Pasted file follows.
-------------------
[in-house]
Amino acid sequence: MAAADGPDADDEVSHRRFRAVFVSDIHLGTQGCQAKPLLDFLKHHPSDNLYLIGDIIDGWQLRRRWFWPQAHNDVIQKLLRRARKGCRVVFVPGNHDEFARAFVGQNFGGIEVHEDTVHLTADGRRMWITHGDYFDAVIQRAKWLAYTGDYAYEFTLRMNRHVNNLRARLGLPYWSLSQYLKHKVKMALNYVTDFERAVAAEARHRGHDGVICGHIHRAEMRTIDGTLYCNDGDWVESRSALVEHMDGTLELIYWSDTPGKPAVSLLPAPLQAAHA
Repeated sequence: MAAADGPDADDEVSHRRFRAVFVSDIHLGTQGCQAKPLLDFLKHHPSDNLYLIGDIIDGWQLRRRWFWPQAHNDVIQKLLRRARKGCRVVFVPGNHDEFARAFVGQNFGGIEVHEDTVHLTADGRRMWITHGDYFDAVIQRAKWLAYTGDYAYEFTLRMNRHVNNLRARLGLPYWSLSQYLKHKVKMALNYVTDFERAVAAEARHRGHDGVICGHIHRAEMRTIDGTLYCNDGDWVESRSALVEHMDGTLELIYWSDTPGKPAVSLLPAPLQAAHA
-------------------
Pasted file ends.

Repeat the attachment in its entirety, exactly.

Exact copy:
[in-house]
Amino acid sequence: MAAADGPDADDEVSHRRFRAVFVSDIHLGTQGCQAKPLLDFLKHHPSDNLYLIGDIIDGWQLRRRWFWPQAHNDVIQKLLRRARKGCRVVFVPGNHDEFARAFVGQNFGGIEVHEDTVHLTADGRRMWITHGDYFDAVIQRAKWLAYTGDYAYEFTLRMNRHVNNLRARLGLPYWSLSQYLKHKVKMALNYVTDFERAVAAEARHRGHDGVICGHIHRAEMRTIDGTLYCNDGDWVESRSALVEHMDGTLELIYWSDTPGKPAVSLLPAPLQAAHA
Repeated sequence: MAAADGPDADDEVSHRRFRAVFVSDIHLGTQGCQAKPLLDFLKHHPSDNLYLIGDIIDGWQLRRRWFWPQAHNDVIQKLLRRARKGCRVVFVPGNHDEFARAFVGQNFGGIEVHEDTVHLTADGRRMWITHGDYFDAVIQRAKWLAYTGDYAYEFTLRMNRHVNNLRARLGLPYWSLSQYLKHKVKMALNYVTDFERAVAAEARHRGHDGVICGHIHRAEMRTIDGTLYCNDGDWVESRSALVEHMDGTLELIYWSDTPGKPAVSLLPAPLQAAHA